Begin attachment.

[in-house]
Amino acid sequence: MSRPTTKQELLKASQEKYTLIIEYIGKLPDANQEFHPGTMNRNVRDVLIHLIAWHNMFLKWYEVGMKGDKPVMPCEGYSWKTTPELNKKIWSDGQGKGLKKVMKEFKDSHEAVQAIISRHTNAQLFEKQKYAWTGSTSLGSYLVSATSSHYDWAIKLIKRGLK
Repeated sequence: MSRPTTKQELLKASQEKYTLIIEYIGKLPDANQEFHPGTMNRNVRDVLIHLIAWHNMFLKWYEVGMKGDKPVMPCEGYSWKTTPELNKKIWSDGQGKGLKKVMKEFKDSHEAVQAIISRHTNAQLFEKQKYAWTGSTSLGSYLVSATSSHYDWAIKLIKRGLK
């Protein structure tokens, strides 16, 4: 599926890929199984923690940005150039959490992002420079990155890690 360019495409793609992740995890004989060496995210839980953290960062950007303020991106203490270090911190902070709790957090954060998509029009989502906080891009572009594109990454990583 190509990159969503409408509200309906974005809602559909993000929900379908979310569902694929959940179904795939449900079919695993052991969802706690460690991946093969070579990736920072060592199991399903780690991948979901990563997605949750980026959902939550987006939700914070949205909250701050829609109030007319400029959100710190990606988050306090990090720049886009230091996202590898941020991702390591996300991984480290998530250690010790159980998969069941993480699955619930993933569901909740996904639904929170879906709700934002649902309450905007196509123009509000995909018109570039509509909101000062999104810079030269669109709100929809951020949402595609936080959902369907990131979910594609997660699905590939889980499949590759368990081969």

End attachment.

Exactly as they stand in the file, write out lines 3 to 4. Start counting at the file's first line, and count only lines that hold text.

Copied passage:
Repeated sequence: MSRPTTKQELLKASQEKYTLIIEYIGKLPDANQEFHPGTMNRNVRDVLIHLIAWHNMFLKWYEVGMKGDKPVMPCEGYSWKTTPELNKKIWSDGQGKGLKKVMKEFKDSHEAVQAIISRHTNAQLFEKQKYAWTGSTSLGSYLVSATSSHYDWAIKLIKRGLK
């Protein structure tokens, strides 16, 4: 599926890929199984923690940005150039959490992002420079990155890690 360019495409793609992740995890004989060496995210839980953290960062950007303020991106203490270090911190902070709790957090954060998509029009989502906080891009572009594109990454990583 190509990159969503409408509200309906974005809602559909993000929900379908979310569902694929959940179904795939449900079919695993052991969802706690460690991946093969070579990736920072060592199991399903780690991948979901990563997605949750980026959902939550987006939700914070949205909250701050829609109030007319400029959100710190990606988050306090990090720049886009230091996202590898941020991702390591996300991984480290998530250690010790159980998969069941993480699955619930993933569901909740996904639904929170879906709700934002649902309450905007196509123009509000995909018109570039509509909101000062999104810079030269669109709100929809951020949402595609936080959902369907990131979910594609997660699905590939889980499949590759368990081969």